determining maximum delay requirements of each path of the circuit design and performing place-and-route optimizations according to the maximum delay requirements of each path;
wherein the delay-voltage data further specifies respective delay parameters for areas of the target device.
6. The method of claim 1, wherein determining a maximum gate-level delay includes:
simulating the circuit design with a gate-level delay equal to the default delay;
verifying whether output of the simulation is correct; and
in response to verifying the output of the simulation is correct:
increasing the simulation delay by a selected amount; and
repeating simulation of the circuit design and verification of output using the increased simulation delay.
7. The method of claim 1, wherein determining a maximum gate-level delay includes:
simulating the circuit design with a supply voltage equal to the startup voltage;
verifying whether output of the simulation is correct;
in response to verifying the output of the simulation is correct:
decreasing the supply voltage by a selected amount; and
repeating simulation of the circuit design and verification of output using the decreased supply voltage;
determining a least supply voltage wherein simulation of the circuit design produced correct output; and
determining a gate-level delay of the simulation corresponding to the least supply voltage.
8. The method of claim 1, further comprising:
generating a bitstream from the synthesized circuit design;
wherein the bitstream is further configured to program the target device to set the operating voltage of the target device by signaling an external power supply.
9. A method for synthesis of a circuit design, the method comprising:
inputting delay-voltage data that describes a plurality of delay values corresponding to operating voltage values of a target device;
determining, by a processor, from analysis of the circuit design a maximum gate-level delay for the circuit design;
determining one of the operating voltage values corresponding to one of the plurality of delay values that is equivalent to the determined maximum gate-level delay;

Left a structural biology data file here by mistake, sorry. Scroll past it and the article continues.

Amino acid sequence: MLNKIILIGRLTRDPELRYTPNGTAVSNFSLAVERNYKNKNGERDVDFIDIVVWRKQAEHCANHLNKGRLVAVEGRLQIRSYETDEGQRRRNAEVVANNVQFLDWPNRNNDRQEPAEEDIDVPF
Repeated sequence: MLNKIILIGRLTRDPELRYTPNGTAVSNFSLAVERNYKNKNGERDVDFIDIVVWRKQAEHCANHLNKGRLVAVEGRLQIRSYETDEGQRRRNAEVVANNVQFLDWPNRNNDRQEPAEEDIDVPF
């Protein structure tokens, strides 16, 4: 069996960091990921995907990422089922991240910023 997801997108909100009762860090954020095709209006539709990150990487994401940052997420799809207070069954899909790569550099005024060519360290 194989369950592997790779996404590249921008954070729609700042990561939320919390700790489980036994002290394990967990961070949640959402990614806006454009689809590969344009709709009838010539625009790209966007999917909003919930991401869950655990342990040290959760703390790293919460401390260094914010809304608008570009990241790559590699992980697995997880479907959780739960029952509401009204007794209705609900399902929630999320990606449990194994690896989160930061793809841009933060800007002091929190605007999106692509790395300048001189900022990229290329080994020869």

determining a voltage scaling value based on the one of the operating voltage values and a startup voltage value of the target device, wherein the one of the operating voltage values is equal to the startup voltage value of the target device multiplied by the voltage scaling value; and
synthesizing the circuit design, wherein the synthesized circuit design specifies:
storing the voltage scaling value in a non-volatile memory; and
using the startup voltage value and the voltage scaling value, setting an operating voltage of a realized circuit of the synthesized circuit design to a value of the one of the operating voltage values;
configuring a first target device and a second target device to implement the synthesized circuit design; and
wherein:
the first target device exhibits a default gate level delay when operated at a first startup voltage value stored in the first target device;
the second target device exhibits the default gate level delay when operated at a second startup voltage stored in the second target device and different from the first startup voltage; and
when configured to implement the synthesized design, the first and second target devices each operate at respective voltages equal to the respective first and second startup voltage values multiplied by the voltage scaling value, causing the first and second target devices to each exhibit the maximum qate-level delay for the circuit design.
10. The method of claim 9, further comprising:
inputting a design constraint;
wherein the determining a maximum gate-level delay for the circuit design includes determining a maximum gate-level delay that meets the design constraint; and
wherein the synthesizing is performed in response to the determined one of the operating voltage values being less than or equal to the design constraint.
11. The method of claim 10, wherein the design constraint is a specific operating voltage.
12. The method of claim 10, wherein the design constraint is a maximum operating voltage.
13. The method of claim 10, wherein the design constraint is a maximum user-defined gate-level delay.